If the festive season doesn’t bring you challenges, then you’re in a minority of employers.

For the rest of us, it’s an annual challenge to try to battle through the chilly months with a full team. Absences happen, and one of the biggest causes is seasonal sick leave.

Okay, people are going to get winter colds and ‘flu. That’s fine. But don’t rule out people enjoying the festivities a little too much and staying off work. So what can you do to stay on top of it?

Simple: have clear sickness rules and monitoring processes. Here’s how:

Sick leave policy & procedures

All companies should have sickness policies and procedures. If you don’t, you need them to set out:

  • How staff should report an absence.
  • The evidence people need to prove
  • What would cause you to take action against an employee.
  • Your sick pay arrangements.

Such clear rules ensure both you and your employees are aware of what happens when someone’s sick.

Monitoring sick leave

Record all periods of staff sick leave—along with the reasons—in an easy-to-read format. This allows you to spot any patterns, like if someone takes every Friday off (when you know there are staff drinks every Thursday night).

Once sick leave reaches an unacceptable level, you can take disciplinary action. Persistent, short-term absences are more likely to trigger disciplinary action than longer-term absences.

But before you get to that stage, a verbal or first warning is usually enough to cut absence levels.

Return-to-work interview

This is a helpful tool to talk through an employee’s absence and discuss whether you can offer support to keep them in work.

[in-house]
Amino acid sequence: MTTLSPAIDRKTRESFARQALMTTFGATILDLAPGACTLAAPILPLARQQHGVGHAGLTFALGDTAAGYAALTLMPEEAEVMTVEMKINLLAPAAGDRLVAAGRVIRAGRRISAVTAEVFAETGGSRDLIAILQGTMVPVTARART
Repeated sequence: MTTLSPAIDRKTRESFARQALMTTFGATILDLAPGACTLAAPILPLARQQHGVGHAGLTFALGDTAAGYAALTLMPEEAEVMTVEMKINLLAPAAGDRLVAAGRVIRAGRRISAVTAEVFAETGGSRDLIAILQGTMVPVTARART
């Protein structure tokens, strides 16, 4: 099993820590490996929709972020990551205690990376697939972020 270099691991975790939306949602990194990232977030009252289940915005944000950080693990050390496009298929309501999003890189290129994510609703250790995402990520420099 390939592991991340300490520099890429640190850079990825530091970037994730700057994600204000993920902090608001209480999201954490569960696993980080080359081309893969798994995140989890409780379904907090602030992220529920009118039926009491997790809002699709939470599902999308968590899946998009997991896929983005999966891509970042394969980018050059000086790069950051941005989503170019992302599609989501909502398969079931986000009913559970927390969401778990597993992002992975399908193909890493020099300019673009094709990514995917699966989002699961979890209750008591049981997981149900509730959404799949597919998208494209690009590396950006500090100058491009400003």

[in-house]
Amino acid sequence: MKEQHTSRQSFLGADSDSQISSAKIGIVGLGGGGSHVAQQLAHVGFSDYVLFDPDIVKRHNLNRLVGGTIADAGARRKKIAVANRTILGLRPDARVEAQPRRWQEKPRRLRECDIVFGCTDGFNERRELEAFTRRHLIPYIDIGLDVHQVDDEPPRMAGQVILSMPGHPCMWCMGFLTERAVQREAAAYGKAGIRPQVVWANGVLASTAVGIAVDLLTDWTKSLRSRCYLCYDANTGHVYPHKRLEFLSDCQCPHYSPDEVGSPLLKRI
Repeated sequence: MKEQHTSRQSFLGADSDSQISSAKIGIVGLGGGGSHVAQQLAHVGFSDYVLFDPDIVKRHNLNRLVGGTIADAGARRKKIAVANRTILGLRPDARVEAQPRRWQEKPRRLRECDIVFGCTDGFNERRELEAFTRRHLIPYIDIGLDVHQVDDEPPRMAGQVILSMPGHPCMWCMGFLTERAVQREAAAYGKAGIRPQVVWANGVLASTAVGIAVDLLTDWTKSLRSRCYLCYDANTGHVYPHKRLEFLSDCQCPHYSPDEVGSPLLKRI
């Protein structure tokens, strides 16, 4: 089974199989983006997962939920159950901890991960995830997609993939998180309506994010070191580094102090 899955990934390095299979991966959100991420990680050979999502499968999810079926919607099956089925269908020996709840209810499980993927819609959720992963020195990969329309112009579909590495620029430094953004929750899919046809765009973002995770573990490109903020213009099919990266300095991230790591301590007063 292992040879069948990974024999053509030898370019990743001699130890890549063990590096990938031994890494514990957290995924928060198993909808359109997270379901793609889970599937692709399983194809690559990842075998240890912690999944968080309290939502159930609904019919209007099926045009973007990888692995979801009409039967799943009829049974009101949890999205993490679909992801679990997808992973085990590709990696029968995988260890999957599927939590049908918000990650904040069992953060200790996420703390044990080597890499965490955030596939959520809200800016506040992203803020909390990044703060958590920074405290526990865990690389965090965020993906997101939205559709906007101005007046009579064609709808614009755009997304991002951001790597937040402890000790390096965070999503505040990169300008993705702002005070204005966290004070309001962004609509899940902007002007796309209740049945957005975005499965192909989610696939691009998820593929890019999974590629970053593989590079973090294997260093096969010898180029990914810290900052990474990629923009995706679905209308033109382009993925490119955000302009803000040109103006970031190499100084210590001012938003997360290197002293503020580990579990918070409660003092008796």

Ask the right questions, such as whether there are any underlying issues you should know about, to see if someone’s suffering from a disability as defined in the Equality Act 2010.

Then, you can put in place adjustments to help reduce absences.

Deal with fake sick leave

If you suspect someone’s lying about being sick during the festive season, investigate it. Get as much evidence as possible, include notes from any return-to-work interviews, and get witness statements from colleagues (they may have overheard employees talking about fake sickness).

Once the investigation’s over, invite your employee to a disciplinary hearing and get in-person answers to your questions. When you get insufficient explanations or lies, take disciplinary action for falsely claiming sickness.

Reduce presenteeism

Your stance on sickness absence should not be so strict that employees who are genuinely sick feel like they have to come to work.

In fact, ‘presenteeism’ has a detrimental impact on your workforce.

The illness can spread and slash both productivity and work quality. Also, because your employee isn’t taking time to recover, it’ll take even longer to get back to full health.